This is where SSIS custom tasks become useful. When you want to use the same script task in several different places or packages then it is time to promote it to a custom task. This provides several benefits.
- Code duplication is eliminated.
- The need for a script task goes away and is replaced by a reusable task.
- A custom task is easier to use in packages then script tasks.
- The custom task can access functionality that is difficult or impossible to do inside a script task.
For this article we will replace the existing script task to generate SSRS reports with a custom task. Creating the task and building the UI is straightforward once you get past the initial learning curve. Surprisingly though working with Winforms proves to be the most challenging aspect of the process. Before continuing be sure that everything is setup as discussed in the previous article.
Documenting Web APIs with Swagger
A while back I posted an article on how to extend the existing help pages generated by Visual Studio for Web API projects to use reflection instead of XML documentation. One of the limitations of that approach was that you could not test the APIs directly. You had to use SoapUI or equivalent. Since then I have started using Swagger for documentation. As a documentation/testing tool it fills the need. In this article I will demonstrate how to integrate Swagger into a Web API project. Additionally I will continue to use the reflection provider from the previous article.
Fluent Argument Validation
Quick, what is the syntax for ArgumentException? How about ArgumentOutOfRangeException? Did you know the arguments are swapped between the two? In one case the parameter name comes first while the other has the message first. Getting this wrong is so easy that it happens a lot.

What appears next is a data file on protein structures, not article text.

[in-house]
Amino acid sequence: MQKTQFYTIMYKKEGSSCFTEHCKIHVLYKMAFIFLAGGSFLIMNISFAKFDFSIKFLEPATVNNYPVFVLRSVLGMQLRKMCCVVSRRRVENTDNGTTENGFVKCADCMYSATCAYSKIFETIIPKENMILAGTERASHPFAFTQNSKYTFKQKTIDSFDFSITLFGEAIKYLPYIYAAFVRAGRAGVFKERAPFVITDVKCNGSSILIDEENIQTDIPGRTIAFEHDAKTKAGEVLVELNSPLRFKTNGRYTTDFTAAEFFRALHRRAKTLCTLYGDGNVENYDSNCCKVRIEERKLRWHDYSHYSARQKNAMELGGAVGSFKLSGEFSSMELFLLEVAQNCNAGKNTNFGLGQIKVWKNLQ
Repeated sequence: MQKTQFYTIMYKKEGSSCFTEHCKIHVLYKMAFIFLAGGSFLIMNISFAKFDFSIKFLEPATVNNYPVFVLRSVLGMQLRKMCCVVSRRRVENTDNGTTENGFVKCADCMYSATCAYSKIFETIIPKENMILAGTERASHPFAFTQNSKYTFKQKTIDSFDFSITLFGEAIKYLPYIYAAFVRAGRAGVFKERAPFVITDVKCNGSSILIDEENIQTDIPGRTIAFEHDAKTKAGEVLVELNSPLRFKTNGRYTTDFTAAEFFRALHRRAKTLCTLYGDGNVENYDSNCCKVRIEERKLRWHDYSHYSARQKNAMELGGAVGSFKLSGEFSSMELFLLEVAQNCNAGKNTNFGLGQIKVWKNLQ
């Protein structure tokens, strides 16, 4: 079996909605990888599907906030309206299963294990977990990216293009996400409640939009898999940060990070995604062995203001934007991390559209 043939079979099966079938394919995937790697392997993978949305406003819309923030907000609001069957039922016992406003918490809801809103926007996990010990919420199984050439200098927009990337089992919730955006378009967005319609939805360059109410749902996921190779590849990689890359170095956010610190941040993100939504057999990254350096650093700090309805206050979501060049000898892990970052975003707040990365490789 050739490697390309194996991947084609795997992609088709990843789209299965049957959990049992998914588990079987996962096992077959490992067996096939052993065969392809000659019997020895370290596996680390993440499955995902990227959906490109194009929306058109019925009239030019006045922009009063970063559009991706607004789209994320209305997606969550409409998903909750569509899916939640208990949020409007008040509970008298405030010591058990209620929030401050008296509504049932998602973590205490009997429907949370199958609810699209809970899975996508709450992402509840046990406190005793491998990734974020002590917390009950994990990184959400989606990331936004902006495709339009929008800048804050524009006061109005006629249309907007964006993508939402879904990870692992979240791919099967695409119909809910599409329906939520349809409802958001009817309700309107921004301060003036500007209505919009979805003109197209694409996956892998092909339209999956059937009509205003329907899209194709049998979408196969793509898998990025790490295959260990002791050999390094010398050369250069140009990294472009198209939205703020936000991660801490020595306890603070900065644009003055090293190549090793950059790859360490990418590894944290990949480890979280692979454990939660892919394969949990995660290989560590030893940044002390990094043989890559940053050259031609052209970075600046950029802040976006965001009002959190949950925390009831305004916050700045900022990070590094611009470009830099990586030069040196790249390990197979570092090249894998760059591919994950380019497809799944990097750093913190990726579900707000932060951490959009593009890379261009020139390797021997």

Windows Services Made Simpler, Part 3
In this series of articles I have been demonstrating a simple approach to making Windows services. In the previous article I discussed the different components generally involved in writing a service. I also provided the code for the service host and started working on the service instance. In this article I’m going to finish up the implementation of the service and demonstrate how all this comes together.
Windows Services Made Simpler, Part 2
In the last article I provided an overview of Windows services and the issues involved in writing one compared to a normal program. In this article I will demonstrate how to write a simple service in a way that helps alleviate these issues. Before getting into the code for a service it is important to reiterate that a single process can host multiple services at the same time and each service can be started or stopped on its own. It is therefore useful to break up a service into its components so that each component does only what it is expected to do. When creating a service I find that there are 3 different components: service host, service instance(s), and service worker.